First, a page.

Huntsville Man Sentenced to Three Years in Prison for Bank Fraud and Identity Theft
BIRMINGHAM -- A federal judge today sentenced a Huntsville man to three years in prison and ordered him to forfeit $79,619 for his scheme to steal and counterfeit business checks in 2014, announced U.S. Attorney Joyce White Vance and U.S. Postal Inspector Frank Dyer.
U.S. District Judge Sharon Lovelace Blackburn sentenced BERNARD EUGENE MCKINNEY II, 29, on five bank fraud and two aggravated identity theft charges. A federal jury convicted McKinney on the charges in August. He must report to prison Feb. 6.
According to the government’s sentencing memorandum, evidence at trial showed that McKinney’s scheme involved recruiting various friends and acquaintances to cash fraudulent checks around the Huntsville area. The scheme defrauded BBVA Compass Bank of $79,619 in a series of transactions over several days. “The actions of the Defendant were not a ‘one-time’ mistake, but a well-developed plan and scheme in which the Defendant had to make a conscience decision to act each time a fraudulent check was cashed. He involved five other people in the scheme,” the sentencing memorandum said.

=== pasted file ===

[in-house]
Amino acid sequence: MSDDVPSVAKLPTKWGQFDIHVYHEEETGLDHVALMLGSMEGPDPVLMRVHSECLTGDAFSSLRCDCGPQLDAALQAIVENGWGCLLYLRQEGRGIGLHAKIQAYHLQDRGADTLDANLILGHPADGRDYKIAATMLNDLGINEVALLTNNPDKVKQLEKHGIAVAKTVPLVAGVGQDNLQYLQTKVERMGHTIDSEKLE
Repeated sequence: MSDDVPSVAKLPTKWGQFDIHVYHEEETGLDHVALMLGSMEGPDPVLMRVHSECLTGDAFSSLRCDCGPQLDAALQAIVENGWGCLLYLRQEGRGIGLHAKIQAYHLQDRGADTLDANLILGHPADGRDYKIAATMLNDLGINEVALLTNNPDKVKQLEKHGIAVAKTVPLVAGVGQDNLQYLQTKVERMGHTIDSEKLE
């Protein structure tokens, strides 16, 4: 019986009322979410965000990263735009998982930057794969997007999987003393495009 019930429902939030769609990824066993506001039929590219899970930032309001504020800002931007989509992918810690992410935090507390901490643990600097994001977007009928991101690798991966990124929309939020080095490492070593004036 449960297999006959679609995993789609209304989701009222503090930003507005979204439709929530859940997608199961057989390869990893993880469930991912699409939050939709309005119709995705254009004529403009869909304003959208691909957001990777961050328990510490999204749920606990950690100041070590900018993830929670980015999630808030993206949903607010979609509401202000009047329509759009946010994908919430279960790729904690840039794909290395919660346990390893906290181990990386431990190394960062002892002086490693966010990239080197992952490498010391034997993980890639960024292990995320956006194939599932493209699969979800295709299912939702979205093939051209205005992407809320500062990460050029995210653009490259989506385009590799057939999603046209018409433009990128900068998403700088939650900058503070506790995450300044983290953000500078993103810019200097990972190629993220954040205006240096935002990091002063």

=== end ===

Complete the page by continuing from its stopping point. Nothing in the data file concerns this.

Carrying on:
Trial evidence showed that McKinney, with the help of his recruits, counterfeited legitimate business checks that had been stolen from the U.S. mail, changed the payee names to himself or others, and then cashed the checks at Compass Bank branches in north Alabama. McKinney also forged the signature of the person who signed the original checks, which he used to manufacture the counterfeits.
The U.S. Postal Inspection Service investigated the case, which Assistant U.S. Attorney David H. Estes prosecuted.